Paige Spiranac Rushes To Olivia Dunne's Defense

Paige Spiranac is 100% on Olivia Dunne's side after a recent hit job from The New York Times.

The NYT recently published a piece essentially complaining that good looking female athletes like Dunne can cash in on social media.

The LSU gymnast is making seven figures a year thanks to her gigantic following, and while people who support capitalism recognize that as a good thing, there are apparently some who don't.

Olivia Dunne has a lot of support.

Well, you can count Spiranac on Team Olivia Dunne. She tweeted that she's "so sick of women belittling accomplishments of other women because it's done differently than they would."

That's a crystal clear shot at Stanford coach Tara VanDerveer, who claimed Dunne's formula is a "step back."

It's crazy how this story still has legs. I thought this was America? Are we still debating whether or not it's okay for women like Olivia Dunne and Paige Spiranac to make money?

This is the USA. In this country, we celebrate success. Olivia Dunne is a star athlete who is attractive. Those are the facts of the matter.

You can disagree, but that's the truth. If she wants to cash in through NIL or other methods, let her get after it. Making money is something we should all support.

I'll also make the same point I made yesterday about Dunne (this also applies to Spiranac). She's not crossing the line with any of her content.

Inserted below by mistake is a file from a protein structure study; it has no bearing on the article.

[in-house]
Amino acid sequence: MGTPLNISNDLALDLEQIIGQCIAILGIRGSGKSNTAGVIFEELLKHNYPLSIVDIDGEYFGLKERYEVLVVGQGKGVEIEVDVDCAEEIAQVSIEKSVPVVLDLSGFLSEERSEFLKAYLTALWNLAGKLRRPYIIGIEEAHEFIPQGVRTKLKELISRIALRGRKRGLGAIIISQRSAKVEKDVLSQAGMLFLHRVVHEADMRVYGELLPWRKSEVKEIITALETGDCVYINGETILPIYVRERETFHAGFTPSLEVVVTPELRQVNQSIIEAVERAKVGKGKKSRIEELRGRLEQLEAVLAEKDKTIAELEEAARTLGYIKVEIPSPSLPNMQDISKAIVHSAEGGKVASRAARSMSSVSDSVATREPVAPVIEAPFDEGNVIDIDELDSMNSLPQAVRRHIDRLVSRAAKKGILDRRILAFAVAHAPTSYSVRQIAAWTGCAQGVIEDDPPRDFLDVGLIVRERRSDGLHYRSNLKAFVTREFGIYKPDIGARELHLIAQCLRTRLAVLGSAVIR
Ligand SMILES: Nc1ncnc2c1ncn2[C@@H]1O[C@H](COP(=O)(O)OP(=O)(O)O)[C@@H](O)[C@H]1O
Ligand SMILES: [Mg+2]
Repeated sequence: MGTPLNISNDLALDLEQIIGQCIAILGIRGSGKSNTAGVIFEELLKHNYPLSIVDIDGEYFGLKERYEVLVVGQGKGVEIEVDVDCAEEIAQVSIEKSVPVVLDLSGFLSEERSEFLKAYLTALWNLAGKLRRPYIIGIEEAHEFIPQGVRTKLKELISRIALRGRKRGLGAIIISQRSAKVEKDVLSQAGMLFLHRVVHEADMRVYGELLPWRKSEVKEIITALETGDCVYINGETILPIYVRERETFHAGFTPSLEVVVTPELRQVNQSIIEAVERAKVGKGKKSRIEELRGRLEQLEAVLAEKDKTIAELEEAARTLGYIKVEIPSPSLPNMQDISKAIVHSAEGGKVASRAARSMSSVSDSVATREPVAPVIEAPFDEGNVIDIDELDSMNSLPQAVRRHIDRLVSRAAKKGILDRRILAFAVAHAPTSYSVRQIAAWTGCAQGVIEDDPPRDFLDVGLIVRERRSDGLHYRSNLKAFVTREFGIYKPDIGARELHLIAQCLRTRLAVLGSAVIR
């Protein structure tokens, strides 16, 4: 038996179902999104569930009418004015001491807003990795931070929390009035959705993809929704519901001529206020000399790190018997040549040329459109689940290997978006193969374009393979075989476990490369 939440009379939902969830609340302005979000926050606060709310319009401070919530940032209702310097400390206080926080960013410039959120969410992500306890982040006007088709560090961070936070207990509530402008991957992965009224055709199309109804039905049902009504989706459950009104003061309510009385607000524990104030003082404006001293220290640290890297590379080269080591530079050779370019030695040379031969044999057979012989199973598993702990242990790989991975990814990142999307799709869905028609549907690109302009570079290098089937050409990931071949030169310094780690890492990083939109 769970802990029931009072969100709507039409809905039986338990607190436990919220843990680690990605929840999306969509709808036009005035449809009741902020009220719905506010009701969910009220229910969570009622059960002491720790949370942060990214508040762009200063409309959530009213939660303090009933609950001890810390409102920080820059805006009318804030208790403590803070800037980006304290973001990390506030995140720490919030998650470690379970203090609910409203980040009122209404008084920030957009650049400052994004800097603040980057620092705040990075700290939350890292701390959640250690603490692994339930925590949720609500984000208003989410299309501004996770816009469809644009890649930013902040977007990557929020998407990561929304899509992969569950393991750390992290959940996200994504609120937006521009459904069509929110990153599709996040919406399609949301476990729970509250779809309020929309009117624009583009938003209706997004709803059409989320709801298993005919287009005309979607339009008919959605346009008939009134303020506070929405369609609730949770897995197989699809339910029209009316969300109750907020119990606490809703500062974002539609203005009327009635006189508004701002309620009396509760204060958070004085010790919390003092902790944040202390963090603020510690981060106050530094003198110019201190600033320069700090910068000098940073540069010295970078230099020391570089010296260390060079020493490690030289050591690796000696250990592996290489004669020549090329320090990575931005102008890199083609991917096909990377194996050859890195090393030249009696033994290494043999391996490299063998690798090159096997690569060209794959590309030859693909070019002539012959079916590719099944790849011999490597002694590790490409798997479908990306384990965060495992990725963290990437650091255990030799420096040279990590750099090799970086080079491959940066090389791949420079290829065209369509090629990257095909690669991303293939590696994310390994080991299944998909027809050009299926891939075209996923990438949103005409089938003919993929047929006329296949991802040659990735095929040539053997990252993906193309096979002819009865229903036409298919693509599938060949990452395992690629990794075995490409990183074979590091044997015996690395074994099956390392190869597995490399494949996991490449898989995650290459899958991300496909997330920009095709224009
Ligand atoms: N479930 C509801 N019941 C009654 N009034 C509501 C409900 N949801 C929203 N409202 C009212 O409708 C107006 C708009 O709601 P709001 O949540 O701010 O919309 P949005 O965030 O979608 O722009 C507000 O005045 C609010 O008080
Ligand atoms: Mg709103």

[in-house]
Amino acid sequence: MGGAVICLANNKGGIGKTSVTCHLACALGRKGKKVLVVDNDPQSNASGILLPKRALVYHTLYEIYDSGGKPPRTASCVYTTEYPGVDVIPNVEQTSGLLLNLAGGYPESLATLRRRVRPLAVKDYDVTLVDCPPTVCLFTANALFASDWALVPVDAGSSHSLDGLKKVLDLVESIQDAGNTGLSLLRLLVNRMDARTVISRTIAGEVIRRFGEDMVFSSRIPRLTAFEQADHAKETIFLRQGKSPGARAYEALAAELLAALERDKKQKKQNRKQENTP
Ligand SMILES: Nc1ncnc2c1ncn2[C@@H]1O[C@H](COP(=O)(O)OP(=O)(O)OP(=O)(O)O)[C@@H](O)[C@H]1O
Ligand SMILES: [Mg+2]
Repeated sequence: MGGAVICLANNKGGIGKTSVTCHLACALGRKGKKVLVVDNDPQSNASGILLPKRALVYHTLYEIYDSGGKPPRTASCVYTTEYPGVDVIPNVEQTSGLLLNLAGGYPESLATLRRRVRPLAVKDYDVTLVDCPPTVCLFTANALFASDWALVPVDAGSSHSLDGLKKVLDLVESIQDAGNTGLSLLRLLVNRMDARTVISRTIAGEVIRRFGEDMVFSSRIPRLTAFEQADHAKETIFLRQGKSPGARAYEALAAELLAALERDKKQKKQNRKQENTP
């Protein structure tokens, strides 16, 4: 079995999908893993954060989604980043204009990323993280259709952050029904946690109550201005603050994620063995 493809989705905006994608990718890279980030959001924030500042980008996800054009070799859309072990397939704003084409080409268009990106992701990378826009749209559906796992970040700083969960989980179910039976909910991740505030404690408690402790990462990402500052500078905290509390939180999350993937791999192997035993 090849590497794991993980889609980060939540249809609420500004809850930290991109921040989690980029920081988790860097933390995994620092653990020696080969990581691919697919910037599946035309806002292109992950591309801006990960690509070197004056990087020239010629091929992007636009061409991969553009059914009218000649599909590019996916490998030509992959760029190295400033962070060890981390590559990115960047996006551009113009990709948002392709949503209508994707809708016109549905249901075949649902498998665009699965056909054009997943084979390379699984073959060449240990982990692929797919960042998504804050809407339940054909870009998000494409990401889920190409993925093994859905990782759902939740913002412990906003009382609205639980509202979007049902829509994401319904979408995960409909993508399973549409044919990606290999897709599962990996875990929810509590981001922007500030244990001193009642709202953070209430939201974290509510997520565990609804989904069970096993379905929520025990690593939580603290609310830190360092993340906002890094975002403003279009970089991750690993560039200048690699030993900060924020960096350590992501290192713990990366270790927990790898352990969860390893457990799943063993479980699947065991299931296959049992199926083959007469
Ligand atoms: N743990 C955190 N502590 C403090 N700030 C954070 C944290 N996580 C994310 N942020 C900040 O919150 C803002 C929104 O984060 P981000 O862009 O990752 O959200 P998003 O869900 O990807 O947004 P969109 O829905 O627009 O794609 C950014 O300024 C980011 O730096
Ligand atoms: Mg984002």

It's about as tame as it gets. Her social media features dancing videos, photos of her in her uniform and the occasional swimsuit photo. If that's a "step back" for women, some people are in for a real eye-opening experience when they find out what some other people are up to on the internet.

As long as this is America, people are free to make money as they please as long as it's legal. If that offends you, find a different place to live. It's really that simple.

Now, while you're here, enjoy some prime content from Spiranac and Olivia Dunne.

Written by
David Hookstead is a reporter for OutKick covering a variety of topics with a focus on football and culture. He also hosts of the podcast American Joyride that is accessible on Outkick where he interviews American heroes and outlines their unique stories. Before joining OutKick, Hookstead worked for the Daily Caller for seven years covering similar topics. Hookstead is a graduate of the University of Wisconsin.